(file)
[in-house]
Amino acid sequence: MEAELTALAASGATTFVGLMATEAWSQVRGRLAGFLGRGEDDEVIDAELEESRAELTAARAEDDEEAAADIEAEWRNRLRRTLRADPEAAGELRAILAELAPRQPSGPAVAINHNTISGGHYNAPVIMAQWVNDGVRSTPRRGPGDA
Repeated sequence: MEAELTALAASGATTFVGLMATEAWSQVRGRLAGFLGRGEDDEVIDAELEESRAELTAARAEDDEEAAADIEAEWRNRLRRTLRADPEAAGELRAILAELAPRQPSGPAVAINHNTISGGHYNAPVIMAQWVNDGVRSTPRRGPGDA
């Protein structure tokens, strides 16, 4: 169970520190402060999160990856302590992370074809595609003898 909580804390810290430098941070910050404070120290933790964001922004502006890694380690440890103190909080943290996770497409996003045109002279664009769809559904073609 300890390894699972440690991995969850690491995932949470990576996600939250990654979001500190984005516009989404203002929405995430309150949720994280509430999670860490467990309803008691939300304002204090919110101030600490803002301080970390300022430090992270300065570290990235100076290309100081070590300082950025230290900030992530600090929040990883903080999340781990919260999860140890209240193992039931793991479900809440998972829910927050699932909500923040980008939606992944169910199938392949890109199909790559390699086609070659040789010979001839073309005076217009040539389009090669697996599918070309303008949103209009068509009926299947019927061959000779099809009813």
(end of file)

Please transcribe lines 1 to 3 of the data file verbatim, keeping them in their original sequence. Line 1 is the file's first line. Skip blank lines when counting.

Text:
[in-house]
Amino acid sequence: MEAELTALAASGATTFVGLMATEAWSQVRGRLAGFLGRGEDDEVIDAELEESRAELTAARAEDDEEAAADIEAEWRNRLRRTLRADPEAAGELRAILAELAPRQPSGPAVAINHNTISGGHYNAPVIMAQWVNDGVRSTPRRGPGDA
Repeated sequence: MEAELTALAASGATTFVGLMATEAWSQVRGRLAGFLGRGEDDEVIDAELEESRAELTAARAEDDEEAAADIEAEWRNRLRRTLRADPEAAGELRAILAELAPRQPSGPAVAINHNTISGGHYNAPVIMAQWVNDGVRSTPRRGPGDA